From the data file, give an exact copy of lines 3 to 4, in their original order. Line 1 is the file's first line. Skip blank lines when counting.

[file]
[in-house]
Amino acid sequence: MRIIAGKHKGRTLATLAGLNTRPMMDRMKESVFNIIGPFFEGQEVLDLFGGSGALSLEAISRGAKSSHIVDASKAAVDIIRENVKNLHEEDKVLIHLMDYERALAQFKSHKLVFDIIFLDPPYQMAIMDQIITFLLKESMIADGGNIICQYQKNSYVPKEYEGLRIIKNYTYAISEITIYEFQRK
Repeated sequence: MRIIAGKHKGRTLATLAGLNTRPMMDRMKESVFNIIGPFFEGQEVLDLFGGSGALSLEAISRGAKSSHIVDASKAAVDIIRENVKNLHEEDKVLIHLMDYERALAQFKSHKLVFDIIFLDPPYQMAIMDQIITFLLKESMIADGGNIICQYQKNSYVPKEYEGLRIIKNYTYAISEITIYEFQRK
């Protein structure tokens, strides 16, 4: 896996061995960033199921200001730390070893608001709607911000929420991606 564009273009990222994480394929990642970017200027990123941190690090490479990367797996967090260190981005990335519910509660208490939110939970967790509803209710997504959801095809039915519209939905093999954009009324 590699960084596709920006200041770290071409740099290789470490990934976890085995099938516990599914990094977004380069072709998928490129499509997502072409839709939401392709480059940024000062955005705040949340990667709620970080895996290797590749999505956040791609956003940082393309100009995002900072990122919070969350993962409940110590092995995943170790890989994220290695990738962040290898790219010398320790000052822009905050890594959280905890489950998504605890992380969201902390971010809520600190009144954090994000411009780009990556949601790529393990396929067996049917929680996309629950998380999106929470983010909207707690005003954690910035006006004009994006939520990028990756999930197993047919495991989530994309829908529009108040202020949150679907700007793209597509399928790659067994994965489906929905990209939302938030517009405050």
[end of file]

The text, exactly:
Repeated sequence: MRIIAGKHKGRTLATLAGLNTRPMMDRMKESVFNIIGPFFEGQEVLDLFGGSGALSLEAISRGAKSSHIVDASKAAVDIIRENVKNLHEEDKVLIHLMDYERALAQFKSHKLVFDIIFLDPPYQMAIMDQIITFLLKESMIADGGNIICQYQKNSYVPKEYEGLRIIKNYTYAISEITIYEFQRK
């Protein structure tokens, strides 16, 4: 896996061995960033199921200001730390070893608001709607911000929420991606 564009273009990222994480394929990642970017200027990123941190690090490479990367797996967090260190981005990335519910509660208490939110939970967790509803209710997504959801095809039915519209939905093999954009009324 590699960084596709920006200041770290071409740099290789470490990934976890085995099938516990599914990094977004380069072709998928490129499509997502072409839709939401392709480059940024000062955005705040949340990667709620970080895996290797590749999505956040791609956003940082393309100009995002900072990122919070969350993962409940110590092995995943170790890989994220290695990738962040290898790219010398320790000052822009905050890594959280905890489950998504605890992380969201902390971010809520600190009144954090994000411009780009990556949601790529393990396929067996049917929680996309629950998380999106929470983010909207707690005003954690910035006006004009994006939520990028990756999930197993047919495991989530994309829908529009108040202020949150679907700007793209597509399928790659067994994965489906929905990209939302938030517009405050």